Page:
Helmers included the following: Sept 1877 – “A man named James Reagan died or committed suicide about the 15th of September at his mining claim on the East Fork of the South Fork of the Salmon River, about 30 miles south of Warrens. He was a Union soldier during the war & took an active part for several weeks the past summer in hunting Joseph in Camas Prairie. He came to this camp about ’66. He was of a rather solitary disposition and of late had declining health. . . About the date mentioned his nearest neighbor, 8 miles below found him dead in his bed, fully dressed, and the empty laudanum bottle near at hand, telling the story.”
(Idaho Tri-Weekly Statesman, 1 Jan 78)

source: Valley County GenWeb
[h/t SMc]
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No Man Creek

By Harry Withers
Excerpt from pg 99 “Yellow Pine, Idaho” compiled by Nancy Sumner

Frank Foster and Ray Call were about to retire one night when a man staggered into the place on the hill as the old hotel was called. [N]o one seemed to remember his name, but he was really played out. They asked which way he came in, and he replied that he had been on [h]is way to a mine to go to work and got off the trail in a storm. He followed a stream to [the] East Fork and followed that down until he came out of the canyon, saw their light and made his way to their building.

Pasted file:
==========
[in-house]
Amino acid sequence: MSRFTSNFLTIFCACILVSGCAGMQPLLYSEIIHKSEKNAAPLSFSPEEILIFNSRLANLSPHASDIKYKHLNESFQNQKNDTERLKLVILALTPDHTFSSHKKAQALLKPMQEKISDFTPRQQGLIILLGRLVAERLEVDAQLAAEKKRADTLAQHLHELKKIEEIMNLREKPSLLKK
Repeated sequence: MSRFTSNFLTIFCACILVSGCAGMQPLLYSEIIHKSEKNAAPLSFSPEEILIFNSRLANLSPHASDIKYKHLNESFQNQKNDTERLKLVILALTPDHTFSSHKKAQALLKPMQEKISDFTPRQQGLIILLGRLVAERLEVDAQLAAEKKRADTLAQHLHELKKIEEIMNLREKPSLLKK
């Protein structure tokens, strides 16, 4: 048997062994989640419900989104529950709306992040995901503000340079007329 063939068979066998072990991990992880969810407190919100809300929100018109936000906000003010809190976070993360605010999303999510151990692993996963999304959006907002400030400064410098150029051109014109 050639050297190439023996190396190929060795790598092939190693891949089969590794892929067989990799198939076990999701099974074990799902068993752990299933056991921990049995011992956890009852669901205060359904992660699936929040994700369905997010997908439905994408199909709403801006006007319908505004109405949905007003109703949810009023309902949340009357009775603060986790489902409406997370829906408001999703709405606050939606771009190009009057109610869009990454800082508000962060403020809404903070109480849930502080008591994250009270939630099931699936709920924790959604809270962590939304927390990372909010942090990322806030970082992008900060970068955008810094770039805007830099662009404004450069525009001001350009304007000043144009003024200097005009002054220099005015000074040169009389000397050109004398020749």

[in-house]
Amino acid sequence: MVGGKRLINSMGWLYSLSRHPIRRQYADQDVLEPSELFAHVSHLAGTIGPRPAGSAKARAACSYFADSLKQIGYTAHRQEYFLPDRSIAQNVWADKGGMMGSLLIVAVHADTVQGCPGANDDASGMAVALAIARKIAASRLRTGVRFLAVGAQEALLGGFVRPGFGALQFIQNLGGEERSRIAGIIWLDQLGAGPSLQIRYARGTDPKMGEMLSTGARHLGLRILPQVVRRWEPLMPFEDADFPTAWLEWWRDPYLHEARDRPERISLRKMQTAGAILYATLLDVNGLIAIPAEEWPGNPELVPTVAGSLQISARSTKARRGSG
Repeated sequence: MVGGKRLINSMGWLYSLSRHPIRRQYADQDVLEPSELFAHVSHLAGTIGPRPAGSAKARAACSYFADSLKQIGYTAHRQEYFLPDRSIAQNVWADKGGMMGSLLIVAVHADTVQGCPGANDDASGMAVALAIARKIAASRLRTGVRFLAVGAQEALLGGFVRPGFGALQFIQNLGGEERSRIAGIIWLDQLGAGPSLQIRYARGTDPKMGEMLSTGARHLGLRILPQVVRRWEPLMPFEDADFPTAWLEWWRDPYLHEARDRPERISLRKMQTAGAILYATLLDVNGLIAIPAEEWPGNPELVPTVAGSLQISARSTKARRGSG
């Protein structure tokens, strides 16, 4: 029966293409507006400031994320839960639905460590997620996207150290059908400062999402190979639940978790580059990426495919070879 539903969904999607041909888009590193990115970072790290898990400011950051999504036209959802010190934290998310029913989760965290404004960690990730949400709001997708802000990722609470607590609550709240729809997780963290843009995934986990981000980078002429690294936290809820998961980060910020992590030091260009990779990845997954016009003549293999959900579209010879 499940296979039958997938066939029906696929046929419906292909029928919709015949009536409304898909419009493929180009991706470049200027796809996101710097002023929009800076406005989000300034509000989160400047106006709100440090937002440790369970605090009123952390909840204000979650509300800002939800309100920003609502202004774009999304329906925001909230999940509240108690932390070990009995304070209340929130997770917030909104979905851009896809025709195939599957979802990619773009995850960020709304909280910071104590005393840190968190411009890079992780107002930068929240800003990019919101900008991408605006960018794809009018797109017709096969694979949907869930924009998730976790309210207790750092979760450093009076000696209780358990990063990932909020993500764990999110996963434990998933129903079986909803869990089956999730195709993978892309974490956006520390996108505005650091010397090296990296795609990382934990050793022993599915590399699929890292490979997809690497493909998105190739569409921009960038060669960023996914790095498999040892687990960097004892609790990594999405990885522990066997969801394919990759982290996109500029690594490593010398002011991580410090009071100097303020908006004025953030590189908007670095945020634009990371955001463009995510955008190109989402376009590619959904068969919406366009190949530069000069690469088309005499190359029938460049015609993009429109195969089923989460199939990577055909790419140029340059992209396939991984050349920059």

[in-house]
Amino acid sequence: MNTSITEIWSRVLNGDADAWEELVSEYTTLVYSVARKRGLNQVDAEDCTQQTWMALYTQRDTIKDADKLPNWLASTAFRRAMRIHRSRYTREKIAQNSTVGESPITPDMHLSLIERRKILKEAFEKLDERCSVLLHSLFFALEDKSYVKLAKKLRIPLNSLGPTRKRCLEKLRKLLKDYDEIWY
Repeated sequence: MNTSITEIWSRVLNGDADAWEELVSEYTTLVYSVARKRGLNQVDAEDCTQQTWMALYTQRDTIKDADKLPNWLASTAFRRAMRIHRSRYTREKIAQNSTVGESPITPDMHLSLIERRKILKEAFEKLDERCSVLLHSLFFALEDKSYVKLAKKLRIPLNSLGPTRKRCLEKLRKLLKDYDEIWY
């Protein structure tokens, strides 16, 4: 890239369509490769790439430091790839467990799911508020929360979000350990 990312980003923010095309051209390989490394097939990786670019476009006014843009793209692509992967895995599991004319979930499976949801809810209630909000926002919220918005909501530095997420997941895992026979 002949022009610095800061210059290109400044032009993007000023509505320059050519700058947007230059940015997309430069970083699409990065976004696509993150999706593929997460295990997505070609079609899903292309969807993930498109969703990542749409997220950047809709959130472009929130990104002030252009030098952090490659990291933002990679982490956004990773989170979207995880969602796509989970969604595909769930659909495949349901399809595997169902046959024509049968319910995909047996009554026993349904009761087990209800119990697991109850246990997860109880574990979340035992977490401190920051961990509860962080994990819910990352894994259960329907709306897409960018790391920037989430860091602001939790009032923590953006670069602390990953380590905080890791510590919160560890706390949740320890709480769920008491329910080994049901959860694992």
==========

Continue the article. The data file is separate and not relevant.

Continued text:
Knowing the country he had been in, they told him he was lucky to have made it. He agreed and remarked that that was “no man’s country”, so No Man’s Creek got its name…
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Dead Horse Canyon

By Ted Abstein
Excerpt from pg 100 “Yellow Pine, Idaho” compiled by Nancy Sumner

My brother, Russell, used to carry the mail at times. At one point the old road forded Johnson Creek several times. One place where the water was too deep, the wagon tipped over and one of the horses became tangled in the traces and drowned. The other horse got away. The one that drowned then went on down the river and lodged down in the canyon. They named it Dead Horse Canyon because of that incident.
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Ice Hole

By Harry Withers
Excerpt from pg 100 “Yellow Pine, Idaho” compiled by Nancy Sumner

Before Yellow Pine had electric or butane refrigeration, most everyone stored ice from the river for summer use. At first they harvested ice from the eddy just above Yellow Pine Campground. That was a difficult place to get the ice from the river to the road, so they started getting it from the eddy below the Hanson Hole. Everybody turned out and helped each other. Some did the cutting and loading and others did the hauling.

… That was a fine fishing hole for trout, steelhead, and salmon, so when anyone mentioned the spot where the biggest ones got away, they called it the Ice Hole.